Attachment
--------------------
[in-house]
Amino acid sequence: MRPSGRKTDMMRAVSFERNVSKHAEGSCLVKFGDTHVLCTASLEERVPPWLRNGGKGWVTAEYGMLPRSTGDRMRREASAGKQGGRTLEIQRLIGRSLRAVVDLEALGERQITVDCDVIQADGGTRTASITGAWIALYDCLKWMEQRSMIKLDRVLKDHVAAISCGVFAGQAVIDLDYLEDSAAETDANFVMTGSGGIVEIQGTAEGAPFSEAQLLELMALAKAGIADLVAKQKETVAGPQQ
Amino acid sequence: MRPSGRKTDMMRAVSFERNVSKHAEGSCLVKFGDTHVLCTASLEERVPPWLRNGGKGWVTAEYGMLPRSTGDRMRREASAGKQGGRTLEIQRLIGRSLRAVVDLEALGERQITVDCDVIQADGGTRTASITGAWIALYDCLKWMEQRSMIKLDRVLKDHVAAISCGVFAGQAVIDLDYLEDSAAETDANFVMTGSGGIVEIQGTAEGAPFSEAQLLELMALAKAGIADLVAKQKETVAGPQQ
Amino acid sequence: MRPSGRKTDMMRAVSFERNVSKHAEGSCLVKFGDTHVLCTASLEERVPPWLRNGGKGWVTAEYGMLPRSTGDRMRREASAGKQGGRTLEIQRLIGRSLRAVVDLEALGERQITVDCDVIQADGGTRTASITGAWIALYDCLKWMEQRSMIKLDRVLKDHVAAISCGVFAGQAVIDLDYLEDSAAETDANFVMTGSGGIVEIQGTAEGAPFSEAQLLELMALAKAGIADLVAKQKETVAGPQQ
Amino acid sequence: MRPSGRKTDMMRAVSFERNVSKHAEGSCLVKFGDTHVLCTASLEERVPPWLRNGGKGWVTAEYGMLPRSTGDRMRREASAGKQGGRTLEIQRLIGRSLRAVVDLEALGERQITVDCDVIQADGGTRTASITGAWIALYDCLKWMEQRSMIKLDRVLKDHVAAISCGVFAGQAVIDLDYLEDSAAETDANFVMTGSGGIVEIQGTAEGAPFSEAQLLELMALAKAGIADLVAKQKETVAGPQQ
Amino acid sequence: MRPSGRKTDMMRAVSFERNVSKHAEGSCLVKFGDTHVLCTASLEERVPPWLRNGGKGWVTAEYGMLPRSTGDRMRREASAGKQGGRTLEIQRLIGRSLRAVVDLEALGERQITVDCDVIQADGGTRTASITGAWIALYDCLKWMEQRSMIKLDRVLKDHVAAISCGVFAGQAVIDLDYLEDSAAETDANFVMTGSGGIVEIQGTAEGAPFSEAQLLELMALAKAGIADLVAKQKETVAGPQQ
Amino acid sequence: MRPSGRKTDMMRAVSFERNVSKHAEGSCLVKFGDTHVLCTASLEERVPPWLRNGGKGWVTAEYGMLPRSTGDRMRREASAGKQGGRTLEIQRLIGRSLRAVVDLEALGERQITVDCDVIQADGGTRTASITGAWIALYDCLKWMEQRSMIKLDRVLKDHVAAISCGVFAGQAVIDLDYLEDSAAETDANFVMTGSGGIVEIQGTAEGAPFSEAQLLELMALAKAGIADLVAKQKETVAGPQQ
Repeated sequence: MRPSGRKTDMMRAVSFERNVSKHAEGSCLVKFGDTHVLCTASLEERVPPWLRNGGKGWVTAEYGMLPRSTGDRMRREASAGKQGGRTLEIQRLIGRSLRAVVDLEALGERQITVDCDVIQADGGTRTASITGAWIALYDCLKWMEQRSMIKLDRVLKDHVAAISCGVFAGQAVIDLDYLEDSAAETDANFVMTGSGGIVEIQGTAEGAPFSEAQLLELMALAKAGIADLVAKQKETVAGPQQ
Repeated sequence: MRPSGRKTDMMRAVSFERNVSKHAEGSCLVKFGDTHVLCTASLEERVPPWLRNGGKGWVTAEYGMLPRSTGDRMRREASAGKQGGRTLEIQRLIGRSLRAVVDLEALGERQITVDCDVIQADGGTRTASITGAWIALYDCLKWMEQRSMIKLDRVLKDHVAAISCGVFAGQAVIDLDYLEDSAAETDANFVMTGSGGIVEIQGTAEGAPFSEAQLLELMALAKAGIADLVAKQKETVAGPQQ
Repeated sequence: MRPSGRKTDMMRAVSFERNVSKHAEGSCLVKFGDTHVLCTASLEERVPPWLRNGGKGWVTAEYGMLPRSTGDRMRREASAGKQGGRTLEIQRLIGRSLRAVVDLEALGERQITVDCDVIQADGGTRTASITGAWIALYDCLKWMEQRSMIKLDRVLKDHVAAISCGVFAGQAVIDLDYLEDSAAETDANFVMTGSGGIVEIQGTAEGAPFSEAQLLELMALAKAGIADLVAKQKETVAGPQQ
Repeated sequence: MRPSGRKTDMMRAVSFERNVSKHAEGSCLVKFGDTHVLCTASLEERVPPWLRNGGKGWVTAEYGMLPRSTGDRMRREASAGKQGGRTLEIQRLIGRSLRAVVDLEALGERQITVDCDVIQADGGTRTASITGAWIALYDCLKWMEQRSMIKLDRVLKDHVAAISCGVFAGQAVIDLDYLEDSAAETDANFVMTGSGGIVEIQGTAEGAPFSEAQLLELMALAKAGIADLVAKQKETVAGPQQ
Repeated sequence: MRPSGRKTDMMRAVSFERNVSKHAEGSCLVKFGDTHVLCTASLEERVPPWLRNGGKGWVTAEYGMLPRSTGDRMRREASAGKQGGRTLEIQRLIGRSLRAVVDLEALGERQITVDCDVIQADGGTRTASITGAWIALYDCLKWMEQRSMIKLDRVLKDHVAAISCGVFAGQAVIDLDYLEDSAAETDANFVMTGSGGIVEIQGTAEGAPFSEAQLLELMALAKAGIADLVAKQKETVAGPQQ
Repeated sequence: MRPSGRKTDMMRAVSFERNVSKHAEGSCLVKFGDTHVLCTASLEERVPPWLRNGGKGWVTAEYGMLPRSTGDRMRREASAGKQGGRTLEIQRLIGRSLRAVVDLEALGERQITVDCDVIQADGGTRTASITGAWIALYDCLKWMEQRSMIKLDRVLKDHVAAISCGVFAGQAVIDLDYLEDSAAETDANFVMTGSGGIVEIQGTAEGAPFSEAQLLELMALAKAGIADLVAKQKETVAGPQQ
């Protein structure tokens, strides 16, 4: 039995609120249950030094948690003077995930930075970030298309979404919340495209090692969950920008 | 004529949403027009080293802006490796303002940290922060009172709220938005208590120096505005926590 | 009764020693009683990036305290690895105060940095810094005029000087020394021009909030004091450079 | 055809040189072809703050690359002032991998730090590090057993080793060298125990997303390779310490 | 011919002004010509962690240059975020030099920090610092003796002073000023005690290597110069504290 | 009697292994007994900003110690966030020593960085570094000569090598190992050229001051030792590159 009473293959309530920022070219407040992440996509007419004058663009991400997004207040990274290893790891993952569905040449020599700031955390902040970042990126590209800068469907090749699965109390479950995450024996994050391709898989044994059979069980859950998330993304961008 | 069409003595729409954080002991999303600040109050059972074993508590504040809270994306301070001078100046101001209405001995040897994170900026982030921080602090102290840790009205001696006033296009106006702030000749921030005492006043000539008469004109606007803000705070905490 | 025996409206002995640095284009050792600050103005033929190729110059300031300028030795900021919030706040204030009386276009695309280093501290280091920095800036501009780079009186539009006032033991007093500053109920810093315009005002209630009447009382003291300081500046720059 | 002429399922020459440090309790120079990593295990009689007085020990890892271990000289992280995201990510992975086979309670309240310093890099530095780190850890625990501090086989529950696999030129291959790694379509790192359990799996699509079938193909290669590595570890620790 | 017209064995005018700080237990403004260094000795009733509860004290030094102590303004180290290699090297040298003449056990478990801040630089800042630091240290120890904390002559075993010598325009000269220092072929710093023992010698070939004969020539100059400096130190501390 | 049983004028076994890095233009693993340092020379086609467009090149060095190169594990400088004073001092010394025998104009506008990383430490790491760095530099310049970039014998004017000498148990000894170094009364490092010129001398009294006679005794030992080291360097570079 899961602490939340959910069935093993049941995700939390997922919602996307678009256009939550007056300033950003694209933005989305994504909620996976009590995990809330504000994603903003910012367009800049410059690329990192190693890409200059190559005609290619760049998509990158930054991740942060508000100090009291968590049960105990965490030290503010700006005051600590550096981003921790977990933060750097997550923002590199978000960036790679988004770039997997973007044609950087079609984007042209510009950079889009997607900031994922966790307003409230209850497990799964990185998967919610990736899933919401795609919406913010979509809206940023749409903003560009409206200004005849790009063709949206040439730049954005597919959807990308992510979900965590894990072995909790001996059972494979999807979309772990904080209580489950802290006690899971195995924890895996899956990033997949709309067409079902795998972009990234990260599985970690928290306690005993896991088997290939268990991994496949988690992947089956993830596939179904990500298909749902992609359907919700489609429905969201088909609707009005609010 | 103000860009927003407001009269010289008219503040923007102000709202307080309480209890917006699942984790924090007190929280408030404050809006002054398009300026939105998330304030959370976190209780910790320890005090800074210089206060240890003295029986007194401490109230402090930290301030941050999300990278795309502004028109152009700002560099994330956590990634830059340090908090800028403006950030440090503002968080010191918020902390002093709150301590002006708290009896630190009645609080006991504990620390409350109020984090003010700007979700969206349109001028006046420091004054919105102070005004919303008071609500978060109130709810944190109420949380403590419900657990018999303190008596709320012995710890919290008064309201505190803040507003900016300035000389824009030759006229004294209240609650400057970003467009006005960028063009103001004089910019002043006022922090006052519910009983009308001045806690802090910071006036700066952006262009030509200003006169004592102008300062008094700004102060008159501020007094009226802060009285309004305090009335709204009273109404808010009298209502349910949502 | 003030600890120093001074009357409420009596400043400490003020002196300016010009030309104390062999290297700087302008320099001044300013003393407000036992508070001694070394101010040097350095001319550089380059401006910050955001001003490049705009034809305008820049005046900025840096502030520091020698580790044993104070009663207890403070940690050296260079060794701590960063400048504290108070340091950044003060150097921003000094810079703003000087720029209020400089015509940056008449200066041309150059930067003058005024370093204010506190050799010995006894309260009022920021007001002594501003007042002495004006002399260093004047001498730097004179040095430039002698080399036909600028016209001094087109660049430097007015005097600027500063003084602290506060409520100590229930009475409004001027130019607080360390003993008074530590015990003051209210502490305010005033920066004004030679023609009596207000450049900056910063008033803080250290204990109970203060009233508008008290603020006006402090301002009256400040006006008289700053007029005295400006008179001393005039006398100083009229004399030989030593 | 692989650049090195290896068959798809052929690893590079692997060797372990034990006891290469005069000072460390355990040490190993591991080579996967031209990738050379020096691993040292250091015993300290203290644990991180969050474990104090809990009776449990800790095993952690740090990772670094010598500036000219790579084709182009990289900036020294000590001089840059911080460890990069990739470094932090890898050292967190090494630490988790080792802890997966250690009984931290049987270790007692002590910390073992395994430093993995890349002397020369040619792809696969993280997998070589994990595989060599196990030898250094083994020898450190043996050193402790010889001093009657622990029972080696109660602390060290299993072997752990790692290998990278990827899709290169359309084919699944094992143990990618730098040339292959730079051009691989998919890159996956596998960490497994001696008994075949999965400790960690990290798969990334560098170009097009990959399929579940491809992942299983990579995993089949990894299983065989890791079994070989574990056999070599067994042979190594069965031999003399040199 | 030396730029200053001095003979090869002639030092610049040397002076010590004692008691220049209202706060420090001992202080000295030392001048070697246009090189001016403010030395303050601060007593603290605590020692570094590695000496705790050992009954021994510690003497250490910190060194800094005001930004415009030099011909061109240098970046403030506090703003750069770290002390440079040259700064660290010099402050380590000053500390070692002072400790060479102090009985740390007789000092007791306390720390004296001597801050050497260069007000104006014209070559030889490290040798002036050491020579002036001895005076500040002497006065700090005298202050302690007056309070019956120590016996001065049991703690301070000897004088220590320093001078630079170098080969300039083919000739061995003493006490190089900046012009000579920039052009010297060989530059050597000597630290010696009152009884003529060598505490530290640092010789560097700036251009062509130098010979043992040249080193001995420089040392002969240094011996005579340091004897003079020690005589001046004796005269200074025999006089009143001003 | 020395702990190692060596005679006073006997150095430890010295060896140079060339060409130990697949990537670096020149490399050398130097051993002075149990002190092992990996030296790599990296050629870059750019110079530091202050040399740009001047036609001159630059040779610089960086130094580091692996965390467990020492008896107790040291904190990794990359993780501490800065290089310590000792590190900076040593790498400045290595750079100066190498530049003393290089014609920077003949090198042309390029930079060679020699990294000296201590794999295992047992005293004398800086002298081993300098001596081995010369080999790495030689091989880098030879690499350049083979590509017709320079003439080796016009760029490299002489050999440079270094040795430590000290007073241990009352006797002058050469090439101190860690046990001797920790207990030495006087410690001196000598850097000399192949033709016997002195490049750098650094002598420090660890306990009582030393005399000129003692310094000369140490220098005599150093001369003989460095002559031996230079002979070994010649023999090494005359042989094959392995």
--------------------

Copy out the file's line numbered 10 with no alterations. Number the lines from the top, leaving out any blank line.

Repeated sequence: MRPSGRKTDMMRAVSFERNVSKHAEGSCLVKFGDTHVLCTASLEERVPPWLRNGGKGWVTAEYGMLPRSTGDRMRREASAGKQGGRTLEIQRLIGRSLRAVVDLEALGERQITVDCDVIQADGGTRTASITGAWIALYDCLKWMEQRSMIKLDRVLKDHVAAISCGVFAGQAVIDLDYLEDSAAETDANFVMTGSGGIVEIQGTAEGAPFSEAQLLELMALAKAGIADLVAKQKETVAGPQQ